The bulls, by contrast, promise not just the moon but also Mars and a few other planets. Former Apple analyst turned venture capitalist Gene Munster recently offered the preposterous notion that Tesla's addressable US market alone could be 11 million vehicles sold annually.
That would constitute a 65% market share in today's market of roughly 17 million cars sold annually. The baseline US market is more like 15 million, so if Munster, evidently a big fan of monopoly power, thinks Tesla could control well over half the market in a boom, one assumes the carmaker would manage something similar in a weaker sales environment.
The level of overstatement is antihistorical. At its peak in the mid-1950, with essentially only two competitors in Ford and Chrysler, GM controlled just over half of the US market. Since then, a dozen competing brands have arrived, knocking GM's still No. 1 share down to less than 20% and providing consumers with a number of choices.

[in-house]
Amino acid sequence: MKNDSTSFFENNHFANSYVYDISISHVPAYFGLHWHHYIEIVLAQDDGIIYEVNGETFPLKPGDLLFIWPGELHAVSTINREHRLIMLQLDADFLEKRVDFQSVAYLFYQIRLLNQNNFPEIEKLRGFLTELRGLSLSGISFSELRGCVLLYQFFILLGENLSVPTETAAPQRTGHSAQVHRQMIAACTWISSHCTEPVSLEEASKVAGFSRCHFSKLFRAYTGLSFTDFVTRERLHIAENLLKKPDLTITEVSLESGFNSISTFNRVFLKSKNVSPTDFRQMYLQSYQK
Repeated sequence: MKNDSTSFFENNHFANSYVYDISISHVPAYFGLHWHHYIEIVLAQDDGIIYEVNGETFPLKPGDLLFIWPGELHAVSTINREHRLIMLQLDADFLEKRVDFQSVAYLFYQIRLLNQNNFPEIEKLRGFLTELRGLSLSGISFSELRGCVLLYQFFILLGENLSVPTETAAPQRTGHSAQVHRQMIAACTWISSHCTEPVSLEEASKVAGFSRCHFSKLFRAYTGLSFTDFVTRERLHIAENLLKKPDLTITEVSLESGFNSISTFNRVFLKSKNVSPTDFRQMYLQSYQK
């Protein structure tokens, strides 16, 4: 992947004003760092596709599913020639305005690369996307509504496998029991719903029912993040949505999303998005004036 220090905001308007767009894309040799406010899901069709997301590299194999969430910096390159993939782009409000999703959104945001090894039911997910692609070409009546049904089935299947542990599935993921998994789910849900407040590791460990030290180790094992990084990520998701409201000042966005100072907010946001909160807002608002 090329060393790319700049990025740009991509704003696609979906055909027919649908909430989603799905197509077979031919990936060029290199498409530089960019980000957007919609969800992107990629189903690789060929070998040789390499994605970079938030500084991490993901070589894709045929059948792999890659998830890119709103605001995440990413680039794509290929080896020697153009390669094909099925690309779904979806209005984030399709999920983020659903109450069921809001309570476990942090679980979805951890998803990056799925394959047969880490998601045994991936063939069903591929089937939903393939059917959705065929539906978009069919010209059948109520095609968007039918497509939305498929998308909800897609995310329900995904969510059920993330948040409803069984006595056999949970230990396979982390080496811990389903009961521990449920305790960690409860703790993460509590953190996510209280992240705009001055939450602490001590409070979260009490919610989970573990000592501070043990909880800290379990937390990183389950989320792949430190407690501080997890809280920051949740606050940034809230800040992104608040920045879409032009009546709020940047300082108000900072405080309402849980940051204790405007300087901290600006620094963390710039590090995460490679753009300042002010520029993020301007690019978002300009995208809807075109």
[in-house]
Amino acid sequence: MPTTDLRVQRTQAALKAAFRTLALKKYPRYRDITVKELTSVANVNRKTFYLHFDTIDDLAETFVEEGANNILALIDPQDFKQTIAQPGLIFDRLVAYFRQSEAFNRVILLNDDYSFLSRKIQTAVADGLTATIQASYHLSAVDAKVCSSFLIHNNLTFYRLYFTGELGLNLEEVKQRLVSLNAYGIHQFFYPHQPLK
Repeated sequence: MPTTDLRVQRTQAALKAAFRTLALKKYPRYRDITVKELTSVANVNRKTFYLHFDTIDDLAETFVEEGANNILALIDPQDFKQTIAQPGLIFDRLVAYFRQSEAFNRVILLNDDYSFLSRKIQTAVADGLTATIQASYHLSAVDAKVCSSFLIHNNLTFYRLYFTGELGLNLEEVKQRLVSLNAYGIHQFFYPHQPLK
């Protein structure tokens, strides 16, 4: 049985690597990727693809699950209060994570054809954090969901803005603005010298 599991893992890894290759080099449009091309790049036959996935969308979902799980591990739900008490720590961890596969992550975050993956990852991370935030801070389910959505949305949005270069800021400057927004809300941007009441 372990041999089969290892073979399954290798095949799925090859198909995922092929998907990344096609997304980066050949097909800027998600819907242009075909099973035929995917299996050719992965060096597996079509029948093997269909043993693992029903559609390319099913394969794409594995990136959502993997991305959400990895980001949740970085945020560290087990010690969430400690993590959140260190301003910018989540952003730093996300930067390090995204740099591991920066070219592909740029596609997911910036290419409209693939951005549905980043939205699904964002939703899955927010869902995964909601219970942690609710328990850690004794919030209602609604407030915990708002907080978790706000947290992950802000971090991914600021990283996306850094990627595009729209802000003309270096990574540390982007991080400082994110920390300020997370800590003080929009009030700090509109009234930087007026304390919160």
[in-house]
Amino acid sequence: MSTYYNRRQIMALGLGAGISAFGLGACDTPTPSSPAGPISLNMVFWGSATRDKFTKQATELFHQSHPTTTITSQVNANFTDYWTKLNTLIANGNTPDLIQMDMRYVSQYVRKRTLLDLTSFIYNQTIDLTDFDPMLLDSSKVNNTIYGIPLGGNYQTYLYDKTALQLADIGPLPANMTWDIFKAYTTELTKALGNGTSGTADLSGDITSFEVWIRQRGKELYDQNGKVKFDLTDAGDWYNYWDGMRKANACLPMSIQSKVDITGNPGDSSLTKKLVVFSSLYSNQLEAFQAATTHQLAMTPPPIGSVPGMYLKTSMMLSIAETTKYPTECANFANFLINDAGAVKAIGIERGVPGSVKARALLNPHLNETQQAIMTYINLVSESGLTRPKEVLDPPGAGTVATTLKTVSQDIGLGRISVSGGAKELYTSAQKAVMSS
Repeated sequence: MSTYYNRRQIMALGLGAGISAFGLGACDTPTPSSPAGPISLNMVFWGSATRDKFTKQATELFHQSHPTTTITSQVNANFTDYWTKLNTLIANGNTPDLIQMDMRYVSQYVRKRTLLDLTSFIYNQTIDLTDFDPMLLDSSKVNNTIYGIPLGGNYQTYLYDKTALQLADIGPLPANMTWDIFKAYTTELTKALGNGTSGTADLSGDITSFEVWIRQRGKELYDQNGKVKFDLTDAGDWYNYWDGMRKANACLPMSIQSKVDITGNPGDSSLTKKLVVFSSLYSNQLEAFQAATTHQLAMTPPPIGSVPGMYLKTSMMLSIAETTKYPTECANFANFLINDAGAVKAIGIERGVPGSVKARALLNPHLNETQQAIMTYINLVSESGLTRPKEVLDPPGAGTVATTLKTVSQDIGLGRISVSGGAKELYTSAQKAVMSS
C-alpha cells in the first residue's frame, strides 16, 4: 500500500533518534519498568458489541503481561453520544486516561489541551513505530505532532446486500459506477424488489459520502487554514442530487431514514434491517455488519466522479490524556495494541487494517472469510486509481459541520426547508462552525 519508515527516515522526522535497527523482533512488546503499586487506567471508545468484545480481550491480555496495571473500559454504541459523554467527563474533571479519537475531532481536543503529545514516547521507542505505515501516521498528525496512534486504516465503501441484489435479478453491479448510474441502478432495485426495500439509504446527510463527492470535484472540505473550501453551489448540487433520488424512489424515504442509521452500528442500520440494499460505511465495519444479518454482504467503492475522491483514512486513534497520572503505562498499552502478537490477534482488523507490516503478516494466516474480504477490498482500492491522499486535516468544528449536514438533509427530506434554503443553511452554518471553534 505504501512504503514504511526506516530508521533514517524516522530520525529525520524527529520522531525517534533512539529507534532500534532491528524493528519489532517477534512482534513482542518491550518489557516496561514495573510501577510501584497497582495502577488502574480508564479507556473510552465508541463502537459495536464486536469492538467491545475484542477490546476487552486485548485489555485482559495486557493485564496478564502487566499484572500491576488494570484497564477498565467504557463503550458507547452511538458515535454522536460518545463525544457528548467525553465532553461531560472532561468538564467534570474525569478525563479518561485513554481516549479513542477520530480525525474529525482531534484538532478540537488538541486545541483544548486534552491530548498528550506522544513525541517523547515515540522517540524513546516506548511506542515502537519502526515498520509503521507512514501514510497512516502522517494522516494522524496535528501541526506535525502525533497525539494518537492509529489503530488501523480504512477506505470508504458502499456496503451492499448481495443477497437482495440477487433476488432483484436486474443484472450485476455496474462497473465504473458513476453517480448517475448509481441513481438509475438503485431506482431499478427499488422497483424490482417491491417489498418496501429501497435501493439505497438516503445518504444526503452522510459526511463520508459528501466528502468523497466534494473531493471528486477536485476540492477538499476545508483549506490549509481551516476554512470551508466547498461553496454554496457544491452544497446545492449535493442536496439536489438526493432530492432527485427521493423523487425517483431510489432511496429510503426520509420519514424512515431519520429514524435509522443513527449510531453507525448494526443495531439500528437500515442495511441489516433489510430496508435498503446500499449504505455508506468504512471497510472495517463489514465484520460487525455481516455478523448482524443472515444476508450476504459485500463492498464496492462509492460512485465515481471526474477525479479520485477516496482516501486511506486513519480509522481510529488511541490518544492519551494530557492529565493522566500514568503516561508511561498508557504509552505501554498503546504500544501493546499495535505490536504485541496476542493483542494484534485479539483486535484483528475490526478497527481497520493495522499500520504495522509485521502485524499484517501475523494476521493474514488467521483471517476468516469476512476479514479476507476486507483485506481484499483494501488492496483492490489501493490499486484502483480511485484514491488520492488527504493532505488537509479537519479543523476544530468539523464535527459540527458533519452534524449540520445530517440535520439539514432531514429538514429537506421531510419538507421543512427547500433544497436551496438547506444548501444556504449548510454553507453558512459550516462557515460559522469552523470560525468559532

It wouldn't just be completely unprecedented for Tesla to get that large. It would probably invite antitrust action after Musk has decimated the existing auto industry in the US from dealer showroom to factory floor.
But such is the state of Tesla punditry, especially in the tech-finance side, where monopolists are welcome. Obviously, Tesla has more than miles to go before Munster's calculus pans out. Even with the Model 3 launch, Musk's goal of a million vehicles in annual production by 2020 would demand a radical rethink of the EV market, which now adds up to only about 1% of global sales.
We're ... No. 6